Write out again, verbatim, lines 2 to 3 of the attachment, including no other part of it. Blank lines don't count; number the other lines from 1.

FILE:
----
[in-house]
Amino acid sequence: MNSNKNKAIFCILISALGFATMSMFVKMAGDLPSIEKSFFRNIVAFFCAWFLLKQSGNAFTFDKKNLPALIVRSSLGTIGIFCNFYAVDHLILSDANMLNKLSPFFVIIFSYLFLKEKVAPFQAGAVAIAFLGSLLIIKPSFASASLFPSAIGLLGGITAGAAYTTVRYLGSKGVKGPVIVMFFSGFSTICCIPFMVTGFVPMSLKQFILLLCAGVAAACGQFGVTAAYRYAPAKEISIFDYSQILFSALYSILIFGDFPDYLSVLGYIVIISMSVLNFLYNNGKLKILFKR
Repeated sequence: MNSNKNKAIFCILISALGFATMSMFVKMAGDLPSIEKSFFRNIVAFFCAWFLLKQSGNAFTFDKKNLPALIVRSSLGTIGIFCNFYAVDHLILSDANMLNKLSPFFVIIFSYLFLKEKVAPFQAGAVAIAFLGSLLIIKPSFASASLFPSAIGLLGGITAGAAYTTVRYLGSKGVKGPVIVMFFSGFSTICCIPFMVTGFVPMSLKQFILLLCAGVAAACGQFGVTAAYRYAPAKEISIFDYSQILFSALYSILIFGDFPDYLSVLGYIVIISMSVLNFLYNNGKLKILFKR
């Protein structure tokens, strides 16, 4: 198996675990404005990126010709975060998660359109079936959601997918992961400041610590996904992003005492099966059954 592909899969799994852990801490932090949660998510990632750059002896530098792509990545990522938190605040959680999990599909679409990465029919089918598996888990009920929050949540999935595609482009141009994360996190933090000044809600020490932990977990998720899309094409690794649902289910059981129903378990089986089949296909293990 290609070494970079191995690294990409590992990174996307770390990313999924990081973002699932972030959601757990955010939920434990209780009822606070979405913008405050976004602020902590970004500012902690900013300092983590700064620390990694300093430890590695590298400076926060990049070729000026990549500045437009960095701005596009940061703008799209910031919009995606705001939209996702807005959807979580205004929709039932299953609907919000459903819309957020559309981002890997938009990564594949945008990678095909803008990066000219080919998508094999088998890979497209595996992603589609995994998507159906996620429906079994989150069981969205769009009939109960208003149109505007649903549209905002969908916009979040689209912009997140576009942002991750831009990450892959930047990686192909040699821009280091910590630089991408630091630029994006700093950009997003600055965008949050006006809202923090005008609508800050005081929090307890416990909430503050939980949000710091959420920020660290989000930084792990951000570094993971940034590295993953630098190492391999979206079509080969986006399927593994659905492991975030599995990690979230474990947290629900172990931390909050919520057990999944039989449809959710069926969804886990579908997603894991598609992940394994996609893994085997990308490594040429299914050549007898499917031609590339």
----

Amino acid sequence: MNSNKNKAIFCILISALGFATMSMFVKMAGDLPSIEKSFFRNIVAFFCAWFLLKQSGNAFTFDKKNLPALIVRSSLGTIGIFCNFYAVDHLILSDANMLNKLSPFFVIIFSYLFLKEKVAPFQAGAVAIAFLGSLLIIKPSFASASLFPSAIGLLGGITAGAAYTTVRYLGSKGVKGPVIVMFFSGFSTICCIPFMVTGFVPMSLKQFILLLCAGVAAACGQFGVTAAYRYAPAKEISIFDYSQILFSALYSILIFGDFPDYLSVLGYIVIISMSVLNFLYNNGKLKILFKR
Repeated sequence: MNSNKNKAIFCILISALGFATMSMFVKMAGDLPSIEKSFFRNIVAFFCAWFLLKQSGNAFTFDKKNLPALIVRSSLGTIGIFCNFYAVDHLILSDANMLNKLSPFFVIIFSYLFLKEKVAPFQAGAVAIAFLGSLLIIKPSFASASLFPSAIGLLGGITAGAAYTTVRYLGSKGVKGPVIVMFFSGFSTICCIPFMVTGFVPMSLKQFILLLCAGVAAACGQFGVTAAYRYAPAKEISIFDYSQILFSALYSILIFGDFPDYLSVLGYIVIISMSVLNFLYNNGKLKILFKR